“Dirty Hand” Parenting
In Michael Walzer’s essay Political Action: The Problem of Dirty Hands, the author devotes much of the paper to justifying the practice of “dirty hands”. Although Walzer’s essay discusses political figures in regard to “dirty hands”, it is interesting to think about Walzer’s claims on a different level. What if we applied the practices and repercussions of “dirty hands” to other people in authoritative positions, such as parents? Is it acceptable for parents to go to extreme lengths for the greater good of their children?
If we were to apply all of Walzer’s ideas concerning “dirty hands” to the actions of parents we could safely conclude that “dirty hand” parenting is inevitable. Walzer explains that, “a central feature of political life, one that arises not merely as an occasional crisis in the career of this or that unlucky politician but systematically and frequently”. In this quote, Walzer asserts that it is inevitable that one day a politician will find himself or herself in a situation where they will need to act immorally in order to advance their agenda. When pertaining to parenting this can also be seen as valid. Whether it involves forcing their children to enroll in specific after-school activities to boost their appeal for college admissions or applying for genetically engineered embryos, parents are willing to make potentially immoral decisions to advance their agenda: getting their child “ahead” in life.
On a more extreme level of acting with questionable morality, some parents in our twenty-first century society are willing to do anything in order to give their children the best chance of being successful later in life. One such moral quandary involves parents who are desperate to have, create, and promote a perfect child, as is shown in Dorothy Nelkin’s article, Anything For an Edge: Breeding a race of champions with germline. In Nelkin’s article, she explores a new technology that is grabbing the attention of ruthless, “overachieving” parents all over the world called “germline” engineering. This practice involves, “ the insertion of genetic material into the pre-implantation embryo at a point when the cells are still developing and dividing”. She goes on to explain that, “The idea is to “fix” children with debilitating genetic defects, but the technique would also allow the enhancement of desirable traits”. Personally, this sounds quite immoral to me. When comparing this practice to Walzer’s description of “dirty hands”, it definitely coincides with the actions of those who, “ignore the demands of morality and make decisions based on the demands of expediency and absolutists”. These parents are willing to go to the furthest extent in order to make sure that they as parents are proud and have the “perfect” child. But is this practice moral? Is it morally sound for parents to be genetically engineering nature? This debate can go on forever but, nevertheless, many parents are ready and willing to submit to this process.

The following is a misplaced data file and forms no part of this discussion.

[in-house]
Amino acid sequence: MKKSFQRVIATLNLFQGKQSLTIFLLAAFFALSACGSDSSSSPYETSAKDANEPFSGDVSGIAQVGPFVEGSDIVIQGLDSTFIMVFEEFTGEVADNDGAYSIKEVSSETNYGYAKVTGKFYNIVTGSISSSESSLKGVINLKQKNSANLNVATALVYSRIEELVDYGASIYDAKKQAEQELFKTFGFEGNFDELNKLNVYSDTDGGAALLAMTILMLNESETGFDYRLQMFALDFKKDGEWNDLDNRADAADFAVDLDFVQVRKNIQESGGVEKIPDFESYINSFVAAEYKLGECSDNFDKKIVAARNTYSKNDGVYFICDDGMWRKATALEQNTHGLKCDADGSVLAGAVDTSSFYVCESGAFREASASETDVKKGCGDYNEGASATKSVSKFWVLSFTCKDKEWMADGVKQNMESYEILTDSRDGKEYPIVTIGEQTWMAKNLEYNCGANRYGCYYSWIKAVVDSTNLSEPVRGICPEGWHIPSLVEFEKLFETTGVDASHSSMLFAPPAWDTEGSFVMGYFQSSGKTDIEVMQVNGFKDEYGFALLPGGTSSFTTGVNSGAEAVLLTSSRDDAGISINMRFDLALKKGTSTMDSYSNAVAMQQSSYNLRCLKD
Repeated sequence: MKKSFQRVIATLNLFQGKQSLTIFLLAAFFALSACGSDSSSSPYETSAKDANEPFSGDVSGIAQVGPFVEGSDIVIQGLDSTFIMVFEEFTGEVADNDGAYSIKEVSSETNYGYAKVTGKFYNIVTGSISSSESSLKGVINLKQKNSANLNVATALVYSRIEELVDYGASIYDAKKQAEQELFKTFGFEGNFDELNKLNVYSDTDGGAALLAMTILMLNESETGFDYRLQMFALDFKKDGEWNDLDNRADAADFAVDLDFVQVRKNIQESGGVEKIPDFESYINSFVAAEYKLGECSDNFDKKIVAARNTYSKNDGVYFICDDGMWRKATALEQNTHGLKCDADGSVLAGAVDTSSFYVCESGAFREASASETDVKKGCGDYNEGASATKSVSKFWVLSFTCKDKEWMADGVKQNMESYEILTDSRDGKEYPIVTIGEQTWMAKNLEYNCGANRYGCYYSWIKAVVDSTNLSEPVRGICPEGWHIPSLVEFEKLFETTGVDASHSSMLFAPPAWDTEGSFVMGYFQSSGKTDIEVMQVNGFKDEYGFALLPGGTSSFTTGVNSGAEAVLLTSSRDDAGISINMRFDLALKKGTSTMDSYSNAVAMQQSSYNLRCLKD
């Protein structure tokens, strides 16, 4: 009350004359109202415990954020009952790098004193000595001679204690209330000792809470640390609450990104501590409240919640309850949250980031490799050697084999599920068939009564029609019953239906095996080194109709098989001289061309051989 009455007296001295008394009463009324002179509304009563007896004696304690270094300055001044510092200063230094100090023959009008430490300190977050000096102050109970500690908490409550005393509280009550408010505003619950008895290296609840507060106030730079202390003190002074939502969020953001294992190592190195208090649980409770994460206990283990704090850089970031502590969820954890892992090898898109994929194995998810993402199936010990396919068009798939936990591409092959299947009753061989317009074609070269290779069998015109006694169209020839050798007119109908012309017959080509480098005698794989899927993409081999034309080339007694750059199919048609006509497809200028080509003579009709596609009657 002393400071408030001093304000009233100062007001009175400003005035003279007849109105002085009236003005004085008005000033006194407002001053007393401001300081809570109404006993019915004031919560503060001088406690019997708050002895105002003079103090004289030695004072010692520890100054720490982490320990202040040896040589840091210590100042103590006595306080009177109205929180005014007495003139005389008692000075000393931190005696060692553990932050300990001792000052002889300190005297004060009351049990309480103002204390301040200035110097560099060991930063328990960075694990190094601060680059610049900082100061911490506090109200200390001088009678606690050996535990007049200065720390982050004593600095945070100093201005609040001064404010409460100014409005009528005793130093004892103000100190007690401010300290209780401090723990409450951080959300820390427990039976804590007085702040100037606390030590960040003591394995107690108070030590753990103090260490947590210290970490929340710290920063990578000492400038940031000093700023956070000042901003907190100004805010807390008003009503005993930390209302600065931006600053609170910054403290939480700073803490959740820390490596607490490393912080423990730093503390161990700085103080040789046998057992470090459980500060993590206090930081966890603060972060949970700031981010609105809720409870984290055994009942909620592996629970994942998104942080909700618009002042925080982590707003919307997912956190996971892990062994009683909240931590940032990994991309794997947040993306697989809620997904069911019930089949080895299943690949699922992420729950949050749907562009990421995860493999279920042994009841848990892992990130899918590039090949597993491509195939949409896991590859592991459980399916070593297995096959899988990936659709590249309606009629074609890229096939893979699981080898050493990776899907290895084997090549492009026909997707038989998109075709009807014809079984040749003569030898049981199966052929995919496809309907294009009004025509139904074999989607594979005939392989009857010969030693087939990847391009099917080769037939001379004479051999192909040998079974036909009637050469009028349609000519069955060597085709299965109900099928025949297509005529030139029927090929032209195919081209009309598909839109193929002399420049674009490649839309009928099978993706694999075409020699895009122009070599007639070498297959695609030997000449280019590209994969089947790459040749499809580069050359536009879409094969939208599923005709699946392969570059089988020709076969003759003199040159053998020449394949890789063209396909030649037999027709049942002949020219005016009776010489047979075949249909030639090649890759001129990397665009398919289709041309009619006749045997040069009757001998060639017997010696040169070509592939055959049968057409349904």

“Human Genetics Alert – Human Genetic Engineering Resources.” Human Genetics Alert – Technologies Which May Contribute to Human Genetic Engineering and Eugenics. Web. 08 Feb. 2011. <http://www.hgalert.org/topics/hge/>.
Nelkin, Dorothy. “Anything for an Edge.” Galton Institute. Web. 08 Feb. 2011. <http://www.galtoninstitute.org.uk/Newsletters/GINL0112/Anything_For_An_Edge.htm>.